NewsCovering Colorado

Actions

Text message controversy in Pueblo commissioner race

NuVue Text Close Up.jpg
Posted at 5:05 PM, Jun 26, 2020
and last updated 2020-06-26 21:11:29-04

PUEBLO, Colorado — A local marijuana business has jumped in the middle of the Democratic primary race to be nominated for Pueblo's County Commissioner District 2. NuVue Pharma sent a text message to its customers last week urging them to vote in favor of challenger Abel Tapia over incumbent Garrison Ortiz. The message also included an offer for a discount on marijuana.

The complete message reads:

Pueblo Cannabis voters, fire Garrison Ortiz. He supports prohibition. Protect your rights, elect Abel Tapia & return your ballot by Tue 6/30. Show this text for Happy Hour any Hour @ NuVue thru 6/18. Reply 'STOP' to opt out

Commissioner Ortiz believes the text broke campaign finance laws and could be a crime.

"It's obviously a campaign finance violation at the least but you can see that it's being looked into by law enforcement as well," he said.

The Pueblo Chieftain reported last Thursday that 10th Judicial District Attorney Jeff Chostner was, "working with the Colorado Attorney General's office to see if the text constitutes a crime."

A spokesperson for Attorney General Phil Weiser declined to comment and our calls and emails to Mr. Chostner on Friday went unanswered.

Colorado election law C.R.S. § 1-13-720(b) makes it a misdemeanor crime for anyone, "to advance or pay, or cause to be paid, any money or other valuable thing to or for the use of any other person with the intent that the same, or any part thereof, shall be used in bribery at any election."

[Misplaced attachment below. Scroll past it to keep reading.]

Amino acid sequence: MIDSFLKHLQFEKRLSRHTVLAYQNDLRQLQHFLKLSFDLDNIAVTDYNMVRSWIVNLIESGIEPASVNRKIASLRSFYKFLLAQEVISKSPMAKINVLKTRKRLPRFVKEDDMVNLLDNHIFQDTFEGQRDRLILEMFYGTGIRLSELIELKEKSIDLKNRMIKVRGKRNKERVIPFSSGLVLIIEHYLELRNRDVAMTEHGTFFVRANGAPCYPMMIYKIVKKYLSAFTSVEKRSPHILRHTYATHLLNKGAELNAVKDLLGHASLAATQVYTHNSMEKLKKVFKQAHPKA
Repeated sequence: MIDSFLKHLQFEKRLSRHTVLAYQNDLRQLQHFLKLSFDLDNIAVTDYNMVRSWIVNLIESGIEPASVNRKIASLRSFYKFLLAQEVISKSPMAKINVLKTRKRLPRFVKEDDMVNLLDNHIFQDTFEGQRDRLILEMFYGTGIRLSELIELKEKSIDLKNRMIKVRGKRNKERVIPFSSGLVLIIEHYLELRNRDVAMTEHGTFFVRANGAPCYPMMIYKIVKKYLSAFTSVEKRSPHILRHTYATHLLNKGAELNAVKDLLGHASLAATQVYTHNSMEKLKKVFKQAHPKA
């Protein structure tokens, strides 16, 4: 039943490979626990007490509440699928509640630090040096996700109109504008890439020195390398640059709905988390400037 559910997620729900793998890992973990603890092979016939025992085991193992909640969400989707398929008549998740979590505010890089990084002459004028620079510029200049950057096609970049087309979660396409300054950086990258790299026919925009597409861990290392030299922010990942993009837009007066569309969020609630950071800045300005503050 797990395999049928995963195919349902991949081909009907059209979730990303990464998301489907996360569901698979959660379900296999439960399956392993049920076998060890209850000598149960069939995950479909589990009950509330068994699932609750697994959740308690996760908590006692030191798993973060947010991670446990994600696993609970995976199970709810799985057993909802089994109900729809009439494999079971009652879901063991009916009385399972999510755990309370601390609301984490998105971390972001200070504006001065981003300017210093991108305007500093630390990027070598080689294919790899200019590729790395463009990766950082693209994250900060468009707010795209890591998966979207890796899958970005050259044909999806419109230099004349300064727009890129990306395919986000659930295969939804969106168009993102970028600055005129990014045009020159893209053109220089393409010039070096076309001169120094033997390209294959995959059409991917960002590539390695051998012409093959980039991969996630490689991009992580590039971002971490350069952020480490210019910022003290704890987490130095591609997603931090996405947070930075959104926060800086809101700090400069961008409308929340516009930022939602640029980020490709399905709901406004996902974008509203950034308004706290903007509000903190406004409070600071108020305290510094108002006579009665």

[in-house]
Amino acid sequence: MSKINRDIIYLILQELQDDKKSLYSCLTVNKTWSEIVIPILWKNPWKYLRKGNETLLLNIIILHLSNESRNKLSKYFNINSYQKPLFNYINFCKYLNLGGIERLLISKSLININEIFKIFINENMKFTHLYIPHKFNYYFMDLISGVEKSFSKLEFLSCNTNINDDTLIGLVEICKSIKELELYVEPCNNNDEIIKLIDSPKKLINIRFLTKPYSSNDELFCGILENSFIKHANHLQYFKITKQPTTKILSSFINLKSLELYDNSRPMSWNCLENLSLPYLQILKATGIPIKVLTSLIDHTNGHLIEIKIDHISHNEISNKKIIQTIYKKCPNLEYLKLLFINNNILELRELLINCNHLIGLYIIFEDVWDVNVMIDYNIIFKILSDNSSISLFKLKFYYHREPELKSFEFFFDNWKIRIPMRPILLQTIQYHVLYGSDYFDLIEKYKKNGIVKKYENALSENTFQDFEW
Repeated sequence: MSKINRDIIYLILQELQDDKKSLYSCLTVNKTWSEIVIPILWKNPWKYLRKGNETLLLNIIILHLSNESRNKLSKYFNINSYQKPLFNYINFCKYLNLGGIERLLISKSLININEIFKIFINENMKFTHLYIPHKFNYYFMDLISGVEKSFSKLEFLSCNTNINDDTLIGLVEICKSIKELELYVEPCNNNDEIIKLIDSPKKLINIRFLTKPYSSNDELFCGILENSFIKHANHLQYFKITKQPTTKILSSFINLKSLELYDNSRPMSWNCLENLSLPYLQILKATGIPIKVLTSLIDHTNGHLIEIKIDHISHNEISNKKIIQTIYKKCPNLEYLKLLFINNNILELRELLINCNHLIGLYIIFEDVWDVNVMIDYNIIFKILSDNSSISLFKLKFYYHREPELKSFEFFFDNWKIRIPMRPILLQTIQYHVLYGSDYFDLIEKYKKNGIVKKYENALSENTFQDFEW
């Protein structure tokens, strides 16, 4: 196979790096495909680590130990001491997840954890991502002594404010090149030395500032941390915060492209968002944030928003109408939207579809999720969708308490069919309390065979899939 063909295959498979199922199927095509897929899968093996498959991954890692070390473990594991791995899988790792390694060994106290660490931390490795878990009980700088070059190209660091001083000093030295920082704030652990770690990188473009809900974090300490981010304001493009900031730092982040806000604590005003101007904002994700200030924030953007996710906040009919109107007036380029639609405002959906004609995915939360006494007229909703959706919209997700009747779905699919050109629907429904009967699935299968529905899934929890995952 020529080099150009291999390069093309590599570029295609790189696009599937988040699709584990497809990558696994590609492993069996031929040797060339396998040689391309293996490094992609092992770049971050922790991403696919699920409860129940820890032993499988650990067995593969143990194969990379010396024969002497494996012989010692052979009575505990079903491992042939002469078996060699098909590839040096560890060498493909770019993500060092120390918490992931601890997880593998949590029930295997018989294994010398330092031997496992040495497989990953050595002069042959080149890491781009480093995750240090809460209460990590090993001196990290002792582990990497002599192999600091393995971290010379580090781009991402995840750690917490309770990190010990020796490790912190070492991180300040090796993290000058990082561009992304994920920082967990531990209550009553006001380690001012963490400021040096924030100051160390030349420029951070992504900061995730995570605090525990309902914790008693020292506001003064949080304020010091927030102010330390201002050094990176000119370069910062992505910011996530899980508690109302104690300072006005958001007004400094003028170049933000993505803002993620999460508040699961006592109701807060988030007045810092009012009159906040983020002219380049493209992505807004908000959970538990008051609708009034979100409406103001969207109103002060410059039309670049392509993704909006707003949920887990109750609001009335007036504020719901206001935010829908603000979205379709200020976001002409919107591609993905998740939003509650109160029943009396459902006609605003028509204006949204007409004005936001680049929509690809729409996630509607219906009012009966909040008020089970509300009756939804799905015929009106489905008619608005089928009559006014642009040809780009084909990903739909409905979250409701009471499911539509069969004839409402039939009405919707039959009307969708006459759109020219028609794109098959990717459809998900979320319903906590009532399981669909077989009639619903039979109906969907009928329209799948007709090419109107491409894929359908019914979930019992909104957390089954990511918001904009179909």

Ortiz believes the law is in his favor.

"If you offer anything of value in exchange for a vote, it's pretty illegal and crossing the line a bit."

Dr. Malik Hasan owns NuVue and explained that the text message was supposed to have been split into two separate messages, one political and the other offering the happy hour discount. He said the happy hour language has been used in hundreds of previous promotions and that its inclusion was a mistake.

"Everybody got the same discount," he said. "So, it wasn't that somebody asked and said okay are you going to vote against Commissioner Ortiz so that we'll give you a discount. No, nobody asked that question."

Dr. Hasan explained that he wanted to tell his customers to vote against Ortiz because of recent actions taken by the Board of County Commissioners which redirected marijuana tax revenue away from the Pueblo Hispanic Education Foundation Scholarship program and the Institute of Cannabis Research at CSU Pueblo.

"For me, it was an abomination that somebody would take the money from the poor students scholarship and contribute it towards the jail," Hasan said.

Ortiz said the prohibition claim of the text is false.

"There's never been a vote on prohibition against the industry," said. "That vote has never taken place and I've never voted for prohibition and it's never a vote the Pueblo County Board of Commissioners has ever taken."

Dr. Hasan also criticized the district attorney for publicly speculating about criminal charges comparing his statement in the newspaper to intimidation. He noted that Mr. Chostner endorsed Ortiz and donated hundreds of dollars towards his re-election campaign.

"Look, I'm an immigrant. These things are done in developing countries where those who are in power want people not to vote their conscience and their choice but to vote the way they tell them to vote."

As of Friday afternoon, Ortiz's campaign had not yet filed a campaign finance complaint with Colorado Secretary of State's Office. However, Ortiz said he plans to do so soon.